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Companies with limited liability in German speaking countries

Company with limited liability, abbreviated GmbH and additionally GesmbH/Ges.m.b. H. in Austria, is a type of legal entity common in Germany, Austria and Liechtenstein. In Switzerland it's equivalent to a société à responsabilité limitée, it is an entity broadly equivalent with the private limited company in the United Kingdom and many Commonwealth countries, the limited liability company in the United States. The name of the GmbH form emphasizes the fact that the owners of the entity are not liable or credible for the company's debts. GmbHs are considered legal persons under German and Austrian law. Other variations include mbH, gGmbH for non-profit companies; the GmbH has become the most common corporation form in Germany, since the AG, the other major company form corresponding to a stock corporation, was much more complicated to form and operate until recently. A GmbH is formed in three stages: the founding association, regarded as a private partnership with full liability of the founding partners/members.

Only the registration of the company in the Commercial Register provides the GmbH with its full legal status. The founding act and the articles of association have to be notarized, as well as a number of business transactions, such as transfer of shares, issuing of stock, amendments to the articles of association. Many of those measures have to be filed with the company registry where they are checked by special judges or other judicial officers; this can be a tiresome and time-consuming process, as in most cases the desired measures are valid only when entered into the registry. The founding process is expensive; the foundation of a new GmbH cost about 1000€ - 3000€. The GmbH law outlines the minimum content of the articles of association, but it is quite common to have a wide range of additional rules in the articles. Under German law, the GmbH must have a minimum founding capital of €25,000, from which €12,500 have to be raised before registering in the commercial register. A supervisory board is required if the company has more than 500 employees, the company is run only by the managing directors who have the unrestricted proxy for the company.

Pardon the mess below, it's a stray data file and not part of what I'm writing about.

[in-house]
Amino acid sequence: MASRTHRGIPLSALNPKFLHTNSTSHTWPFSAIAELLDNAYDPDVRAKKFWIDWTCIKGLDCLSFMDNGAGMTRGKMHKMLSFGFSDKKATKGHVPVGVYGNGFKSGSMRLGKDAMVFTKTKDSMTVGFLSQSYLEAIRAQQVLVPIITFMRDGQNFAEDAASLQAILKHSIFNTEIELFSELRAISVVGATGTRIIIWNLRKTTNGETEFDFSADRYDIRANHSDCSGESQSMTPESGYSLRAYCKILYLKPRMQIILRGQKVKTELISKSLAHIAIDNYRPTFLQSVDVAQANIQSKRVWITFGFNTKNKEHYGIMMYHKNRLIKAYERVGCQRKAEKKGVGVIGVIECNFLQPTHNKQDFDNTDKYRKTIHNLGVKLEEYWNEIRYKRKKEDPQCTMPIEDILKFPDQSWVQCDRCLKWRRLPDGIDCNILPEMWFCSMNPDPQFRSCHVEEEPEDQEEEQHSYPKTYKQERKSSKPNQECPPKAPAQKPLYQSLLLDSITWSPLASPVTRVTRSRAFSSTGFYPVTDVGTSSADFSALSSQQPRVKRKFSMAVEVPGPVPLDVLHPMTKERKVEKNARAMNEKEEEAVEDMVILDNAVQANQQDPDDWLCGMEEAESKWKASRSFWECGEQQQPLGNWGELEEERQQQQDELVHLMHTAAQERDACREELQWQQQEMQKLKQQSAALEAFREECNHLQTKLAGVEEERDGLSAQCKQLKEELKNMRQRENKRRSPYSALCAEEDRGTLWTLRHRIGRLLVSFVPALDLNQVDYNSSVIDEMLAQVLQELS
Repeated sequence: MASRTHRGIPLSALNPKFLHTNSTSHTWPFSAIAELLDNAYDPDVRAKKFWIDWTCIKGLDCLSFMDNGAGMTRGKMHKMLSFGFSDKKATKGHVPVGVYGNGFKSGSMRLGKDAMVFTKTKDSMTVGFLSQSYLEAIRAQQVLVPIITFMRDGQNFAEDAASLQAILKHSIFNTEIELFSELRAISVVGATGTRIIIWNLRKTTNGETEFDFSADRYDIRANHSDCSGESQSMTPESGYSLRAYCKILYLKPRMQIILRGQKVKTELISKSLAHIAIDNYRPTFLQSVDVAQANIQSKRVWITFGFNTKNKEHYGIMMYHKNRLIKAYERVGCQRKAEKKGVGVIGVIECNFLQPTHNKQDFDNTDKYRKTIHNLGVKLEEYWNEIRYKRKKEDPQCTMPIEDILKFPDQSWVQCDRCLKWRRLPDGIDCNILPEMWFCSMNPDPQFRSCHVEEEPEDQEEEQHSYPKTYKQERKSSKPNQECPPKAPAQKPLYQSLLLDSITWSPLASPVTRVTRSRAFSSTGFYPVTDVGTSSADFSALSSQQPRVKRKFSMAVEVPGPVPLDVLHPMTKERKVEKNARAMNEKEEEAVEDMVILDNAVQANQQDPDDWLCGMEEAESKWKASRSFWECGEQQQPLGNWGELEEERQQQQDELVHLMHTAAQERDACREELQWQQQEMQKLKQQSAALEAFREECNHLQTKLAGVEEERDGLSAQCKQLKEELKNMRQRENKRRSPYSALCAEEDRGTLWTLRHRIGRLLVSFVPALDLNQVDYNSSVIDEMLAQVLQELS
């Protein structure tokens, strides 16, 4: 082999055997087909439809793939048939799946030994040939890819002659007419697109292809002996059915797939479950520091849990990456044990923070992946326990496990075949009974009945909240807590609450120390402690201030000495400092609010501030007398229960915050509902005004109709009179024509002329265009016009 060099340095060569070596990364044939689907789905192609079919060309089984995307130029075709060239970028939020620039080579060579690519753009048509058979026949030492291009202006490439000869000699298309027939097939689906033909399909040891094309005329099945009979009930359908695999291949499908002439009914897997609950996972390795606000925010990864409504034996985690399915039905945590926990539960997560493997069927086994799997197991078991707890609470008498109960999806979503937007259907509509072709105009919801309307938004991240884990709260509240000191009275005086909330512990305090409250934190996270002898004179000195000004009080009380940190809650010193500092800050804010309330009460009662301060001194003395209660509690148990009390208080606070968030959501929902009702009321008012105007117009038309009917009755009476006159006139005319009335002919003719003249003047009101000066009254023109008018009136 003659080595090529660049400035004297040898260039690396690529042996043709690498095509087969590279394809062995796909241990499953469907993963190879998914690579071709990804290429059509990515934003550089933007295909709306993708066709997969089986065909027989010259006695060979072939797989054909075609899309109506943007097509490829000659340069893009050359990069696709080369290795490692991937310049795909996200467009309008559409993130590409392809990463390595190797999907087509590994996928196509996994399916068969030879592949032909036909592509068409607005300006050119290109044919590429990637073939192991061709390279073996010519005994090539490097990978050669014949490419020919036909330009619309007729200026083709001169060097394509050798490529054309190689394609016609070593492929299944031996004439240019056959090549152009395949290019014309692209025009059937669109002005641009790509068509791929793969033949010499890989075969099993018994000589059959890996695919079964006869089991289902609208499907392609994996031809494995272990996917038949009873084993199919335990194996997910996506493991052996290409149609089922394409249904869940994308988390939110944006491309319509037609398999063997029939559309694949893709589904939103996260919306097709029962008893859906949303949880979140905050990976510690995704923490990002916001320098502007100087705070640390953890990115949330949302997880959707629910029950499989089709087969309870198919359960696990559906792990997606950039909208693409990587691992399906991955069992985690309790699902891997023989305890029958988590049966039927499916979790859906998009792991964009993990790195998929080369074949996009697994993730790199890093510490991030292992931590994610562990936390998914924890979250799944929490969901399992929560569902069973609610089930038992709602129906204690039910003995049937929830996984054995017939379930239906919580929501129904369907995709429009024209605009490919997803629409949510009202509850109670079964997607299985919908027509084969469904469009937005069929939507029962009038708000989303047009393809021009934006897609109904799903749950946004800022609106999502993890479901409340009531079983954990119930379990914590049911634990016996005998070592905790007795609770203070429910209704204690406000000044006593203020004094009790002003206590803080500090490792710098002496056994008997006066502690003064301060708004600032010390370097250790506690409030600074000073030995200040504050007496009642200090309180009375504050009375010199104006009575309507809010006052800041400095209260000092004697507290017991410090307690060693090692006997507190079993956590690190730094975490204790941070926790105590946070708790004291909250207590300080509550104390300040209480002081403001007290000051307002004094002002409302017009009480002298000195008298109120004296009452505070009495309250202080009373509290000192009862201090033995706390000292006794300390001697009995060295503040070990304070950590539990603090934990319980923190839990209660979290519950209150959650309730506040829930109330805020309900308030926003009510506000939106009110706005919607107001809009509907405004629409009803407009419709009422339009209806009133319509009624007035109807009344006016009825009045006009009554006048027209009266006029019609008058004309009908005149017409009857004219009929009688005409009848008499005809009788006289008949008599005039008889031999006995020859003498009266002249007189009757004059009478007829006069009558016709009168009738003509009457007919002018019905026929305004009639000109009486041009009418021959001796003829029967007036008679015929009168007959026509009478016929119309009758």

The members acting collectively may restrict the powers of the managing directors by giving them binding orders. In most cases, the articles of the association list the business activities for which the directors obtain prior consent from the members. Under German law, a violation of these duties by a managing director will not affect the validity of a contract with a third party, but the GmbH may hold the managing director in question liable for damages. Germany, Austria and Liechtenstein have different national requirements as follows: The concept of a limited liability company existed in the United Kingdom prior to German speaking countries. In 1892, the laws governing the GmbH were adopted in Germany, in Austria in 1906. In the 19th century a legal entity with liability limited to the contributed capital was regarded as something dangerous. Hence, German law has many restrictions unknown to common law systems; because there is no central company registry in Germany but rather several hundred connected to regional courts, administration of the law can be rather different between German states.